“It would be a completely different looking team if this was Australia tomorrow,” he said. “We have had to look at risk versus reward and I didn’t feel this game was worth taking the risk particularly with Jimmy and Robbo. They’ve come off the back of little niggles. It is the sensible thing to do not to put those guys at risk.”
England can repeat 500-run heroics
England’s captain, speaking on the eve of the opening Test of the summer against Ireland at Lord’s on Thursday, was in bullish mood when assessing his team’s chances in the Ashes series that starts at Edgbaston a fortnight on Friday.
Stokes knows the power of positive thinking, with England’s Bazball approach seeing them win 10 of their last 12 Tests.
One of those came against Pakistan in Rawalpindi last December, when they became the first team in Test history to hit 500 or more runs on the first day of a match.
Before Rawalpindi, England had managed to top 500 in a single day of Test cricket on three previous occasions – all in the 1920s and 30s – but never on the opening day. The only other team to have passed the 500-run barrier in a day was Sri Lanka, who hit 509 on day two of their first Test against Bangladesh in Colombo in 2002.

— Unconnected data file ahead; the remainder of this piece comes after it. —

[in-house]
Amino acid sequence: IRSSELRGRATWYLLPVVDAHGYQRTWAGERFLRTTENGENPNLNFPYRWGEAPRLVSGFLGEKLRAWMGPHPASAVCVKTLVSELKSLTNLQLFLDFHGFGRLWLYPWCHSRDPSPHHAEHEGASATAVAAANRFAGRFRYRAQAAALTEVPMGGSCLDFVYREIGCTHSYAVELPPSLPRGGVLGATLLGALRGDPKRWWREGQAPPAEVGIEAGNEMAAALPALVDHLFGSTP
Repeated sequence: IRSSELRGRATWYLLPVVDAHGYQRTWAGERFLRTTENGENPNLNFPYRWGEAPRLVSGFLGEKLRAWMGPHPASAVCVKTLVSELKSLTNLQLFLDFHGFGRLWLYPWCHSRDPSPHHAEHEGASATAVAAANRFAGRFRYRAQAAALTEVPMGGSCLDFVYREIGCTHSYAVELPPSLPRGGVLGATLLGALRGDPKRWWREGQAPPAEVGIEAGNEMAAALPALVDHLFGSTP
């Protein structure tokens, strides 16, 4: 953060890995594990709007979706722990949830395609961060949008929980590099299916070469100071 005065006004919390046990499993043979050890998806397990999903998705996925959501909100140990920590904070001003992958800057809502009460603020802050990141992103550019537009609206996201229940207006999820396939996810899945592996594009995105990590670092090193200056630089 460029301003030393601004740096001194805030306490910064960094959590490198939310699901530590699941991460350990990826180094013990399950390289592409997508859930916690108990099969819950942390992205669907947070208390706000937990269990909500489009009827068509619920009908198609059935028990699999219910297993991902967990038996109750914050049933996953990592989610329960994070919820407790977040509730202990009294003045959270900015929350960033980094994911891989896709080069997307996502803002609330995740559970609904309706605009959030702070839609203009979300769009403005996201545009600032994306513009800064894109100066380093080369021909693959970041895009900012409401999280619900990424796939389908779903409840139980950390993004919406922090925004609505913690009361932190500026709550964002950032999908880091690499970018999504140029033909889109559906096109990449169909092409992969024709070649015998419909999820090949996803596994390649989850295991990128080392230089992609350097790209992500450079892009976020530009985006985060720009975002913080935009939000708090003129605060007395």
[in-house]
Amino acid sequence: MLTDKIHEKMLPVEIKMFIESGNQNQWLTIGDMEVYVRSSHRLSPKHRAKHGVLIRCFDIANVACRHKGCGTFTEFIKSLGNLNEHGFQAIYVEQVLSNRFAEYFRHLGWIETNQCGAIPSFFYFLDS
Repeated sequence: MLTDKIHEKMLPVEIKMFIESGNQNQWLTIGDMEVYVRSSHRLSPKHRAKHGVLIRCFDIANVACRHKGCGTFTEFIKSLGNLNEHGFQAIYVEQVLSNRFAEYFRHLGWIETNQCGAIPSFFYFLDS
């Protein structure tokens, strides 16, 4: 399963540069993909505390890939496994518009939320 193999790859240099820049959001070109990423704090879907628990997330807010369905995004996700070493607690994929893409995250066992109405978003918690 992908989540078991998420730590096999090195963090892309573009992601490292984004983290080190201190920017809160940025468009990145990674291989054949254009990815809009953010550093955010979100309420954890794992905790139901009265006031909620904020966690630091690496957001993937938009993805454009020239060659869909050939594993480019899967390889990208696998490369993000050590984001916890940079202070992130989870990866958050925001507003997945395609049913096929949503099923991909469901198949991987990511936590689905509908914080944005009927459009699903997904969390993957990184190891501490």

And Stokes was in no mood to play down the chances of his explosive batting line-up repeating the trick and laying waste to an imposing Australia bowling attack this summer.
“Be alright, wouldn’t it?” he said. “Anything is possible I think if you have the backing to go out and do it.
“The thing about letting guys go out and be free and stuff like that is that you just don’t know where their ability ends, if that makes sense?
“I think what we have seen over the last year is that the same players who have been playing for a while go to a lot higher in terms of their potential. And them understanding they might be better than what they thought they were. I think that is totally down to the mindset switch.”
Stokes admits he is aware of the excitement surrounding the most eagerly-anticipated home Ashes series since 2005, saying: “It’s very hard to ignore.”
But he has warned his team not to get caught up in the hype and to treat the upcoming series against Australia like any other.
“This Ashes isn’t going to define us,” he said. “What I mean by that is that this Ashes series is just part of the journey we’ve been on and will continue to be on after this series.
“If you look at it too deeply as the be-all and end-all, when the Ashes series is finished, win or lose, it’ll be like: ‘What do we do from here?’.
“This summer is part of something long and this is just another thing we’ve got on our journey. The best thing about this team is we don’t know the destination.
“Putting too much onus on this series compared to the others we’ve played would – not derail us – but would just not be what we’ve done over the past year. We’ve taken everything in our stride and just taken each day as it comes.”